Happy Monday and Welcome to the Weekly Nerd!
Monday’s Top Pick:
Thinking Theologically About Racial Tensions: Sin and Guilt
“Within the church this topic is an urgent matter, not only because overt racism still exists among professing Christians, but because there is confusion about (1) what constitutes racism, (2) whether most (or all) white people are guilty of racism, and (3) how confident we can be that individuals can ever be free from racism. While almost every Christian in this country would affirm that racism is a sin, that conviction alone has not clarified other important aspects of our faith and practice.”
Churches Gathering Again, But With Precautions
“While more and more churches have resumed in-person worship services, it has not always been a straight path back,” said Scott McConnell, executive director LifeWay Research. “Some have had difficulty resuming or had to stop meeting again as things got worse in their area.”
We Preach In The Presence of God
“To see the weight and wonder of this calling to herald God’s word, consider the most amazing command in the Bible to preach the word. I say “most amazing” because there is nothing quite like it anywhere else in Scripture. I am referring to 2 Timothy 4:1, which forms the introduction to the command “preach the word” (2 Timothy 4:2).”
The Unstoppable Early Church
“Small groups prayed all night. Martyrs cheerfully sacrificed their lives. Peter’s hankies healed people and impostors got struck dead during the offering.
Drowsy people who dozed during sermons fell out of windows and died, only to be resurrected by the long-winded preachers who put them to sleep. The church was an unstoppable movement.
The only problem, historian Rodney Stark notes, is that if you had been alive during this period, most of the time it wouldn’t have felt like you were part of an unstoppable movement.”
The following two articles are meant to be read in the order they are posted. First is a post from John MacArthur and the elders at Grace Community Church. Then is a response from Jonathan Leeman from 9Marks:
Christ, Not Caesar, Is Head of the Church
“Christ is Lord of all. He is the one true head of the church (Ephesians 1:22; 5:23; Colossians 1:18). He is also King of kings—sovereign over every earthly authority (1 Timothy 6:15; Revelation 17:14; 19:16). Grace Community Church has always stood immovably on those biblical principles. As His people, we are subject to His will and commands as revealed in Scripture. Therefore we cannot and will not acquiesce to a government-imposed moratorium on our weekly congregational worship or other regular corporate gatherings. Compliance would be disobedience to our Lord’s clear commands.”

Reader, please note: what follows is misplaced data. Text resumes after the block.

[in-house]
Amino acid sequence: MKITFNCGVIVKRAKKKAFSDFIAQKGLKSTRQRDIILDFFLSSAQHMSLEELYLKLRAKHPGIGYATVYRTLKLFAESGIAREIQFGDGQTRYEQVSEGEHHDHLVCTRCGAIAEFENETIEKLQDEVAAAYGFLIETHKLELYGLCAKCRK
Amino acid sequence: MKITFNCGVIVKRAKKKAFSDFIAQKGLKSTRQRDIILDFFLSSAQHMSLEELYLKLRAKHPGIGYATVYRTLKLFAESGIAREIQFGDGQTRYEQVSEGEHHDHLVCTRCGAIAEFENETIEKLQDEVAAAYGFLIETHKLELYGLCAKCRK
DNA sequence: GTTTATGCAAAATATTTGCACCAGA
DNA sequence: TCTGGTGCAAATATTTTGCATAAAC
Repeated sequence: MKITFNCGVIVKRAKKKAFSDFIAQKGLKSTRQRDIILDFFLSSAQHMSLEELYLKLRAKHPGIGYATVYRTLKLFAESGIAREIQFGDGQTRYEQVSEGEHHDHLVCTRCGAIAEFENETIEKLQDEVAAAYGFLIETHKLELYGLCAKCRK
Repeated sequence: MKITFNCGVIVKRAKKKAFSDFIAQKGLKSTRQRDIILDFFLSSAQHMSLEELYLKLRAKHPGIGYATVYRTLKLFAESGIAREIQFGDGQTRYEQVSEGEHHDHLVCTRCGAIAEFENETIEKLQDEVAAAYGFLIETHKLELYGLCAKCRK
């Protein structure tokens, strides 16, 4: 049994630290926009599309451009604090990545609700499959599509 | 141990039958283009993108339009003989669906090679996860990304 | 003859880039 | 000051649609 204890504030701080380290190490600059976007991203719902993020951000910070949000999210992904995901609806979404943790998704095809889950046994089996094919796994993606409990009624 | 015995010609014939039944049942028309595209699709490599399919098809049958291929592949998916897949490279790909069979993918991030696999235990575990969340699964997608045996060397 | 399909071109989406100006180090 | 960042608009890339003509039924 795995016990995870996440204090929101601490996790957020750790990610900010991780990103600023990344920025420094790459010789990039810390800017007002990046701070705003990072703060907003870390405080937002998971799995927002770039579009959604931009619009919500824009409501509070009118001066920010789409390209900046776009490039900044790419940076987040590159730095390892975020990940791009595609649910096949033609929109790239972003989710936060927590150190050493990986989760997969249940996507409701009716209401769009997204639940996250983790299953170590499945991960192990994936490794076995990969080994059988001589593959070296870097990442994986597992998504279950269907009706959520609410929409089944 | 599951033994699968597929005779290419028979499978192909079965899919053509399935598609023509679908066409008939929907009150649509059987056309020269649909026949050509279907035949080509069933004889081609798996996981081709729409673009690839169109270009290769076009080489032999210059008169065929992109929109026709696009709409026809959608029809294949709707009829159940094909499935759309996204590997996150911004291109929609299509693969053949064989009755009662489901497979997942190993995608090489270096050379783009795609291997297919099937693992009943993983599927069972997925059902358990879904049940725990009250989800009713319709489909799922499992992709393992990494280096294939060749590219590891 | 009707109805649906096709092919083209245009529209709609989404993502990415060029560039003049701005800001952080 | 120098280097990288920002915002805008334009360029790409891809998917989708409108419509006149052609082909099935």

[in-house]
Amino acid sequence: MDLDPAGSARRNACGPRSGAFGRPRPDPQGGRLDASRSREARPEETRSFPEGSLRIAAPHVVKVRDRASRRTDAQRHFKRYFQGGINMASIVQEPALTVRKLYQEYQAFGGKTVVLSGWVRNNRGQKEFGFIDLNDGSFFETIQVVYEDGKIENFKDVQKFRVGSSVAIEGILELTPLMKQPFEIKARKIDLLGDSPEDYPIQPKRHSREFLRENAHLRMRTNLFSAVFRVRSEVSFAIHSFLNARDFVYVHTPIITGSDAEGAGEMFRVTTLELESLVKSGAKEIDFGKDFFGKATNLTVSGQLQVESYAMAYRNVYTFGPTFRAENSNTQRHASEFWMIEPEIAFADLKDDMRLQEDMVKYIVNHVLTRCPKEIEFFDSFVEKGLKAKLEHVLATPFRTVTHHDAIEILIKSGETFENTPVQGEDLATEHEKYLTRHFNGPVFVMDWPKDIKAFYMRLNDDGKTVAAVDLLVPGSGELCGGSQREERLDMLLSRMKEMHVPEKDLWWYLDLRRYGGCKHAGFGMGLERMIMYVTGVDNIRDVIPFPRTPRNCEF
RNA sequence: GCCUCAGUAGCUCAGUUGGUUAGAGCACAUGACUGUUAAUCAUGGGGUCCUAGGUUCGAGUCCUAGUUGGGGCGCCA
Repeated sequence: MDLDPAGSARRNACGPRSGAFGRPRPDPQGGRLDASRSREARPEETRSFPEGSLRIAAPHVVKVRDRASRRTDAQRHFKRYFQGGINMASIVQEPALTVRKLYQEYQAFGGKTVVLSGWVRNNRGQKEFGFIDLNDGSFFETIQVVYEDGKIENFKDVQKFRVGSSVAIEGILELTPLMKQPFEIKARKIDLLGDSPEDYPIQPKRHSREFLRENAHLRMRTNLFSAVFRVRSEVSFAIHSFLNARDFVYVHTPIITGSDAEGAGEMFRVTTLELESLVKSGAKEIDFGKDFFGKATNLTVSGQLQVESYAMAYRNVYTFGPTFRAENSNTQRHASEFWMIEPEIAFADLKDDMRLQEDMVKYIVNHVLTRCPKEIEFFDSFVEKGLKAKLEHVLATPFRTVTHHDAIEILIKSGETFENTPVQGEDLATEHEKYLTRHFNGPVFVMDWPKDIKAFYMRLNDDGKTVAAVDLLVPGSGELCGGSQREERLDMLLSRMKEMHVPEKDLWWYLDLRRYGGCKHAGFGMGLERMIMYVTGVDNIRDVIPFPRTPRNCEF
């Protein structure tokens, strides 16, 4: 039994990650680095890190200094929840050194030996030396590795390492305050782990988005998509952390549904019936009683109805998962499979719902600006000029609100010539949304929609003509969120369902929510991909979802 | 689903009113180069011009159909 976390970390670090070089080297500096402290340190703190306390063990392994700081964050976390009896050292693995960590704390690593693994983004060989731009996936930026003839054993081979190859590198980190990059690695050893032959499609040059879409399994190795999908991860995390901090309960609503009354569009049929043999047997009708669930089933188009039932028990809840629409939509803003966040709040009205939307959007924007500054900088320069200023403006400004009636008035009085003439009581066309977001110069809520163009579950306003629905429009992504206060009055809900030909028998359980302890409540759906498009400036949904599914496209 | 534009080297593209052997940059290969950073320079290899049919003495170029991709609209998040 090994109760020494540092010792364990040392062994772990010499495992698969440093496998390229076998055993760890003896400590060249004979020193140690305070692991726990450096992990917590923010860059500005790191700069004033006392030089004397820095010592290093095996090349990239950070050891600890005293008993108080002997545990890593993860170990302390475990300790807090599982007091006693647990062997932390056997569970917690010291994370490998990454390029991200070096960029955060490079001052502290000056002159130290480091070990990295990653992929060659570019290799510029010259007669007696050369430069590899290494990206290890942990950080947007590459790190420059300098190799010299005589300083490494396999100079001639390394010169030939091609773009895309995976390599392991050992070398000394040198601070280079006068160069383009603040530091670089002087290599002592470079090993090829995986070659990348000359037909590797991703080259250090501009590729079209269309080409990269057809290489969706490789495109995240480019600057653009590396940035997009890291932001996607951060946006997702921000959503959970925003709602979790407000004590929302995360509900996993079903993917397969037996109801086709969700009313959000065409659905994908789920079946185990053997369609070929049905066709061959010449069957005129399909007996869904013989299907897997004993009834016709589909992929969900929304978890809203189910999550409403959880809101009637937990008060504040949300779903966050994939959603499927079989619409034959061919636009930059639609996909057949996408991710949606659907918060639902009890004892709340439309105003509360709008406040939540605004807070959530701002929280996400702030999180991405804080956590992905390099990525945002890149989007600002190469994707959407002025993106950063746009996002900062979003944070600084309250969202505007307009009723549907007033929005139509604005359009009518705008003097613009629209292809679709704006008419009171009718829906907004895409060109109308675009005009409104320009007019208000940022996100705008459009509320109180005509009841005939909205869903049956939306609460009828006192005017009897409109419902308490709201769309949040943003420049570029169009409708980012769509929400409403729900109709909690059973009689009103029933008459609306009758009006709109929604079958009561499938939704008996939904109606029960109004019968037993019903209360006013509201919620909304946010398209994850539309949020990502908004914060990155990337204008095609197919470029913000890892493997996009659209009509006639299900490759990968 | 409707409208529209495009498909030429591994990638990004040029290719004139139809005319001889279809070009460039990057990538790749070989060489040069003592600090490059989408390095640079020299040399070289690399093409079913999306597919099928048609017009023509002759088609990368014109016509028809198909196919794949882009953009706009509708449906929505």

A Time for Civil Disobedience? A Response to Grace Community Church’s Elders
“I also respect the decision of the Grace Community elders to “respectfully inform [their] civic leaders that they have exceeded their legitimate jurisdiction” and that “faithfulness to Christ prohibits [them] from observing the restrictions they want to impose on [their] corporate worship services.” That might be the right decision. I believe it’s a judgment call, but if they feel bound of conscience to gather their church, then they should gather (see Rom. 14:14, 23).”
Both articles are powerful and gracious, but one must remember that not everything is the same. Where Jonathan Leeman writes from is not where John MacArthur and Grace Community Church worship. MacArthur is in California, Leeman near Washington DC. Before anyone criticizes either one, or both, makes sure you take time to seek Scripture and try to see things from their points of view (especially living in California as a pastor).
How to Pray When You’re Feeling Anxious or Depressed
“Prayer is hard at the best of times, but it’s hardest during anxious or depressed times. During such seasons, most of us find it hard to concentrate, we feel God is far away, and we despair of God hearing or helping us. All of this makes prayer so difficult and discouraging.”